US Immigration Measures Undermine Human Rights

Venezuelans, displaced from the United States, refugees in Reynosa, a border city in the northern Mexican state of Tamaulipas. In their defense, the UN High Commissioner for Human Rights stresses that everyone has the right to request asylum. Photo: Alejandro Cartagena/IOM


HAVANA TIMES – The new border control measures ordered by the United States government may undermine the foundations of international human rights and refugee law, warned the United Nations High Commissioner for Human Rights, Volker Türk.

“These measures seem to be in contradiction with the prohibition of collective expulsion and the principle of non-refoulement,” Türk said in a statement released by his office (Acnudh) on January 11th in this Swiss city.

“The right to request asylum is a human right, regardless of a person’s origin, immigration status or how they arrived at an international border,” he said.

Announced changes to US border control measures include increased use of expedited removals and expanded use of Title 42 of the US public health order.

In this way, some 30,000 Venezuelans, Haitians, Cubans, and Nicaraguans can be expelled to Mexico by fast track each month.

Title 42 has already been used by US immigration officials some 2.5 million times at the southern border to remove people to Mexico or their country of origin.

These expulsions have been carried out “without an individualized evaluation of all the person’s protection needs accompanied by the due procedural guarantees,” according to Acnudh.

At the same time, the so-called temporary “Humanitarian Permit Program”, which previously extended to Venezuelans, will be expanded to include nationals of Cuba, Haiti and Nicaragua, by order of President Joe Biden.

That program should allow some 30,000 people from those four countries to enter the United States each month, for a limited period of two years, with strict eligibility conditions. “The right to request asylum is a human right, regardless of the origin of the person, their immigration status or how they arrived at an international border”, noted Volker Türk.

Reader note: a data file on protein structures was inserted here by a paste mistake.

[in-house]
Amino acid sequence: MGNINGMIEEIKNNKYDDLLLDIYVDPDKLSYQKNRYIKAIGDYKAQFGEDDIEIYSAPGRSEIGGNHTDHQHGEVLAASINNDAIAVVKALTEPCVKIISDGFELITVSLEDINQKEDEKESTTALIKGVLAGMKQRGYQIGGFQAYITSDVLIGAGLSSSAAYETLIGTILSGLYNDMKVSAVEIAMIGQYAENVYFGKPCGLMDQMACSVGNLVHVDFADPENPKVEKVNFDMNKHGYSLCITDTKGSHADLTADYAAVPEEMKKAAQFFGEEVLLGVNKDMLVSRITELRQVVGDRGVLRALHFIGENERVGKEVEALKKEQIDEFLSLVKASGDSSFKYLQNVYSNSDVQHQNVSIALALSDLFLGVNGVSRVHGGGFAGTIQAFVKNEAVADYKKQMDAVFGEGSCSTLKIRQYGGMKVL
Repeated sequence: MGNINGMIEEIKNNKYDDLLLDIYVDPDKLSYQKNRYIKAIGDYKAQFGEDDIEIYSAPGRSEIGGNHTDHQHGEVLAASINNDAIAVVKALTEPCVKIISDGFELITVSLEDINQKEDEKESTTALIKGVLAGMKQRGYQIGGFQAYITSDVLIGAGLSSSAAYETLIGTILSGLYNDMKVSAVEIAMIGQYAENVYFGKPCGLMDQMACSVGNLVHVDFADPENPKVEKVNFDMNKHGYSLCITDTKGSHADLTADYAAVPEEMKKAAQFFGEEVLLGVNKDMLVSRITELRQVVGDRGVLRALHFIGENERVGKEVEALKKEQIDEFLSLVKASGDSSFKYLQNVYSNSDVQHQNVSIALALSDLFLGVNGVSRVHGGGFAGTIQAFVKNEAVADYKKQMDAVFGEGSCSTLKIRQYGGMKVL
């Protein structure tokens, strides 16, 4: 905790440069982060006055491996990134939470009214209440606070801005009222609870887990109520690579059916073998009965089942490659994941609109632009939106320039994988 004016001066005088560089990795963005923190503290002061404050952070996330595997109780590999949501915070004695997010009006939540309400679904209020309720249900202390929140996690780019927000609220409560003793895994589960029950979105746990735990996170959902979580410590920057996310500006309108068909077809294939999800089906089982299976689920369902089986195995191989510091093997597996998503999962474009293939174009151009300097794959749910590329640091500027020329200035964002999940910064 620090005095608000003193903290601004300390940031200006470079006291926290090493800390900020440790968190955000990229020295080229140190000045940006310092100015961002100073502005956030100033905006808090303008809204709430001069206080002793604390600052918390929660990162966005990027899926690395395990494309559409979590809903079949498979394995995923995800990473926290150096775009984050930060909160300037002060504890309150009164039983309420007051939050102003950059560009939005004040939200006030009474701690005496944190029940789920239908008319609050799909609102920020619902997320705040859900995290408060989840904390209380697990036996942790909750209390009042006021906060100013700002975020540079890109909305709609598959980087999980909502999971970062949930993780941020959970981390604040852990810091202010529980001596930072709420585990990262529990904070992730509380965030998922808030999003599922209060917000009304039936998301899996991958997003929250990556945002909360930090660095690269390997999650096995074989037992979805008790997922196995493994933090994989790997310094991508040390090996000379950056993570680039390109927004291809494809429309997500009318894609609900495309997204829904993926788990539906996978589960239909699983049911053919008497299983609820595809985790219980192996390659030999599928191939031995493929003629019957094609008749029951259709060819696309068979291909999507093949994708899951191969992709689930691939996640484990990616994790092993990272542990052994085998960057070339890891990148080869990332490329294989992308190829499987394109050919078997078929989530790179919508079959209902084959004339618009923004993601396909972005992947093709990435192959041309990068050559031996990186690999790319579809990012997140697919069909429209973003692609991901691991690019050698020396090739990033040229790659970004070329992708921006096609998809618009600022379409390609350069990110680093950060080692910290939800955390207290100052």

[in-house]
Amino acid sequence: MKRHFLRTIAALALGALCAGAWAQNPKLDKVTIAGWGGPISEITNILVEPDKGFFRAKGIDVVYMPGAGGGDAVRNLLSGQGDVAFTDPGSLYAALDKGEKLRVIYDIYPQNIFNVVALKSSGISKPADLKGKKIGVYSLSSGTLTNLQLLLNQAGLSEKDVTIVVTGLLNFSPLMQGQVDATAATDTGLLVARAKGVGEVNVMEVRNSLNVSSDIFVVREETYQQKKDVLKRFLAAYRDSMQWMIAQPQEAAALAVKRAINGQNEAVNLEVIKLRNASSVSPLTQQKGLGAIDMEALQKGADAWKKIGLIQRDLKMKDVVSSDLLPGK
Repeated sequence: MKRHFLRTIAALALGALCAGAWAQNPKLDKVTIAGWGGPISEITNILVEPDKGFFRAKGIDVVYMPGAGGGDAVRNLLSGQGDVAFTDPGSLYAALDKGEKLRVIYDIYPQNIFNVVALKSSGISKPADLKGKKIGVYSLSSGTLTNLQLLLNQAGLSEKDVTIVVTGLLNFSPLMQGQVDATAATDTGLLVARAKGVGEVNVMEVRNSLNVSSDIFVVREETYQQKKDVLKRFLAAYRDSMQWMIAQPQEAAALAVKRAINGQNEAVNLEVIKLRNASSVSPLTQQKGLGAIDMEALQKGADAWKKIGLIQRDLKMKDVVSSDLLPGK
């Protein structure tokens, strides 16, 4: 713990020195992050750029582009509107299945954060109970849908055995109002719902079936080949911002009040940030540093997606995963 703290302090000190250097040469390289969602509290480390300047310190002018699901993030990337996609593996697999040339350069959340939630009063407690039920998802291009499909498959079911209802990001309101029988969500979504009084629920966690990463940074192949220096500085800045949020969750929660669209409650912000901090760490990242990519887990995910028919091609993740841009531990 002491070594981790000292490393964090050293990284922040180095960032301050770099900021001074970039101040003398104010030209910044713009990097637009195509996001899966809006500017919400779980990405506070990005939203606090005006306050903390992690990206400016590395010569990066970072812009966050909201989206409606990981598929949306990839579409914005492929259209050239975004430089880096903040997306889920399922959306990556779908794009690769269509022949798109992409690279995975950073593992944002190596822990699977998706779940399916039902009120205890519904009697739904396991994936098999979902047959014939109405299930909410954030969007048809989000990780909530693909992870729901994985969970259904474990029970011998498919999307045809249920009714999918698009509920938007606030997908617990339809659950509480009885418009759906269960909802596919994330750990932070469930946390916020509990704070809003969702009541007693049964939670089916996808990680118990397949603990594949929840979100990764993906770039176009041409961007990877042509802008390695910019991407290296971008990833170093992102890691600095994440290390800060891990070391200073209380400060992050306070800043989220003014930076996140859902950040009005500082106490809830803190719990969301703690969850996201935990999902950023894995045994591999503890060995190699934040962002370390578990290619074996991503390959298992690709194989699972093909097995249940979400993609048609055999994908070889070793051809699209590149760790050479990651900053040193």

But Acnudh stressed that a selective program cannot replace the right of all, a position also held by the United Nations Agency for Refugees (Acnur).

Türk said that “while I welcome the steps to create and expand safe and regular pathways, these initiatives must not be detrimental to fundamental human rights, including the right to seek asylum and the right to an individual assessment of protection needs.”

“Limited access to temporary humanitarian status for nationals of some countries should not be a substitute for defending the rights of all to seek protection of their human rights,” the high commissioner added.

He also expressed concern that those most in need of asylum and those in vulnerable situations are unlikely to meet the restrictive requirements for temporary humanitarian parole, including having a financial sponsor in the United States.

For all these reasons, he reiterated his call to respect and protect the human rights of all refugees and migrants at international borders.

“We hear a lot about migration crises, but in reality, it is the migrants who are often truly in crisis,” Türk said.

He concluded his statement by saying that “instead of vilifying them and stripping them of long-recognized rights, we should try to administer migration in a humane and safe way, fully respecting the human rights of all people.”

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